Try to keep your mask clean, or rotate several to keep a clean one at the barn at all times (Foxie likes to rub her face, mask and all in the mud - and then wonders why she can't see...) and watch that they don't break down around the eye pleats. Masks can help keep flies and blowing debris out of the eyes, but it does no good if the material of the mask is pressing against the eye. Not comfortable, not safe and not making your horse's life any easier!

There are also masks designed to be used when riding - ear nets or bonnets, of course, and things like the Cashel Quiet Ride mask. If your horse is fussy in the bridle, consider one of these options rather than punishing them for trying to deal with the bugs. Make sure to use a mask that doesn't obscure their vision (with material on a mask, or tassels on bonnets), and one that is securely attached so you won't be messing with it.

Fly Spray - Fly spray is a no brainer for a lot of horseowners, but it doesn't always occur to those of us who just bought a horse of our own. There are also a million brands, and I tend to find one that works and stick with it. I'm a big fan of Bronco Gold, but there are also chemical free options and those that are targeted towards mosquitoes and ticks.

PSA #1
Do not, no matter how tempting it is, use non-equine spray on your horse. Horse skin reacts to chemicals differently than ours, just as you shouldn't use fly spray on yourself.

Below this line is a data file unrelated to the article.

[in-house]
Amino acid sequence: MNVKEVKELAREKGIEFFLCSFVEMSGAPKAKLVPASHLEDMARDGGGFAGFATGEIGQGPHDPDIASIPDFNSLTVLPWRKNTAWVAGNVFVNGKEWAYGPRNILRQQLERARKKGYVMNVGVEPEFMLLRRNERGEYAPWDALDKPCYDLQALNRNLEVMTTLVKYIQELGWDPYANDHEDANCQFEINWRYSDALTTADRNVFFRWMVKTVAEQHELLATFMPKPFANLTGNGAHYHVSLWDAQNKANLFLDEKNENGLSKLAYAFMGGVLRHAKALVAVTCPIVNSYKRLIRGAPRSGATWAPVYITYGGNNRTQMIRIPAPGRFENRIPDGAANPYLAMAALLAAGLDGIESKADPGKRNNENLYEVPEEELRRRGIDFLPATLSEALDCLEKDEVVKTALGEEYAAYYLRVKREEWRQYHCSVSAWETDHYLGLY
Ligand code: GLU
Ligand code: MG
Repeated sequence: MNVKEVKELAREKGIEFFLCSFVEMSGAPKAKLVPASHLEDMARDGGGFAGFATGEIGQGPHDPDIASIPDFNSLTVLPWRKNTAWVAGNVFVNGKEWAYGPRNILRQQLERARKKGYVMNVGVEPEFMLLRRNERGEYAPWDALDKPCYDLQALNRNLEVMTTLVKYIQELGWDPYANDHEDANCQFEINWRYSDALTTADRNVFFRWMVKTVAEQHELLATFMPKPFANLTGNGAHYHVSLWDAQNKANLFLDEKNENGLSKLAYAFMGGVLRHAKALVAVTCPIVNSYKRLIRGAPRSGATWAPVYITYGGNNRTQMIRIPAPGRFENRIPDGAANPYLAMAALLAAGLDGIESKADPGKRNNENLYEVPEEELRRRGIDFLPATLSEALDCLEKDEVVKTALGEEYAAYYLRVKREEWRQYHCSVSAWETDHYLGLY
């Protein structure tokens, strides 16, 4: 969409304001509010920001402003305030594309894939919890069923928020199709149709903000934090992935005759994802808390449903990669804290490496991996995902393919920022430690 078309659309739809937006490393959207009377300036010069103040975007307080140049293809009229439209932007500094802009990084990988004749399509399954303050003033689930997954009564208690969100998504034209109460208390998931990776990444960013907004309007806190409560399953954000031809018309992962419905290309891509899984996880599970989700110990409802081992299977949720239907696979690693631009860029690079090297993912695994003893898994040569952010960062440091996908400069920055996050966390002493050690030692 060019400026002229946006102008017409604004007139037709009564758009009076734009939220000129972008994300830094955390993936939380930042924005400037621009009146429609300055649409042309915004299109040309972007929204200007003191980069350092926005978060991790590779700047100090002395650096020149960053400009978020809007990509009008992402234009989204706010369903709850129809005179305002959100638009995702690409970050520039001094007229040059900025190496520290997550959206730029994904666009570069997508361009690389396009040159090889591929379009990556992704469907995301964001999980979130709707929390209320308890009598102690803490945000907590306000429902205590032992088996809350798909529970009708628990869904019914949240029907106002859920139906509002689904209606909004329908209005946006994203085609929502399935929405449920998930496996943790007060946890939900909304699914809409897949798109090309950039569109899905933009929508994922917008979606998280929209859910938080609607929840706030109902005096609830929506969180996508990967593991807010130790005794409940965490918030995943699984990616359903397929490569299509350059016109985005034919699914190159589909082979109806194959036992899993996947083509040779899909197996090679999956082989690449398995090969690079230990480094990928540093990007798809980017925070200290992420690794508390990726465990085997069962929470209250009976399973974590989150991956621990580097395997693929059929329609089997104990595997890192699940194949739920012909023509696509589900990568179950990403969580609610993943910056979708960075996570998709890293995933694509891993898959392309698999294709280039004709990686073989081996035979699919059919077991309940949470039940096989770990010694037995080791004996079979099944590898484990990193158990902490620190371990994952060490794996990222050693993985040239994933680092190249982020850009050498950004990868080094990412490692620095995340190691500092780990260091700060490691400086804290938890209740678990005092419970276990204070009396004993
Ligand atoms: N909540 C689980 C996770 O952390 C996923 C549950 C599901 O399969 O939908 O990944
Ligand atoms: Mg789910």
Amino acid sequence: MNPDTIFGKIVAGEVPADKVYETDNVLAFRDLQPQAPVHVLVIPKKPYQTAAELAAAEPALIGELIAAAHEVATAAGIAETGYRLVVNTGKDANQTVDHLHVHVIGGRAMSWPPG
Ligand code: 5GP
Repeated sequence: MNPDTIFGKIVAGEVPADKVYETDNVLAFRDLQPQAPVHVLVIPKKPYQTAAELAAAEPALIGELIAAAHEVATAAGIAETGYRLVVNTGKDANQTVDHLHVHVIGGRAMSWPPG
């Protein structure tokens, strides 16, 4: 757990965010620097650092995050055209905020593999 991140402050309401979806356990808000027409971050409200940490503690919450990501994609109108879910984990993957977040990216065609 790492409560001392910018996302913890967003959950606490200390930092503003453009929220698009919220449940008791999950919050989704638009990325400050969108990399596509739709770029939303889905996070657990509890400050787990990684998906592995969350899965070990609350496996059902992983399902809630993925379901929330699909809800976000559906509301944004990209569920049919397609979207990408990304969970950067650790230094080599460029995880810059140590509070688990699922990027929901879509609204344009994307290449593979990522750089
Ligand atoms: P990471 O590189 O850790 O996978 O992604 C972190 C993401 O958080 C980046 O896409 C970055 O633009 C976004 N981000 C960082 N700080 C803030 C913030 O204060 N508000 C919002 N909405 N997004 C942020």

PSA #2
Check your horse for chemical burn before every ride, especially if you are mixing products on the coat, such as a shine spray or shampoo with fly spray. Fly spray itself or mixed with other products on the hair can burn the skin, causing your horse to loose hair and be sensitive to the touch. 

Ok, doom and gloom I know! But chemical burn sucks. It can happen pretty easily - especially on thin TB skin. Liniment under bandages, or fly spray that is too strong can easily burn the skin and hair. Some fly sprays are oil based, and are meant to float on top of the hair coat and never touch the skin - and usually contain more potent chemicals. While super effective, that means you shouldn't be applying that spray to a wet horse, brushing said horse after applying the spray or using anywhere near exposed skin or injuries. I tend to spend a low-to-medium amount on fly spray (there are usually several price tiers) and have found that sprays, while effective, don't last very long.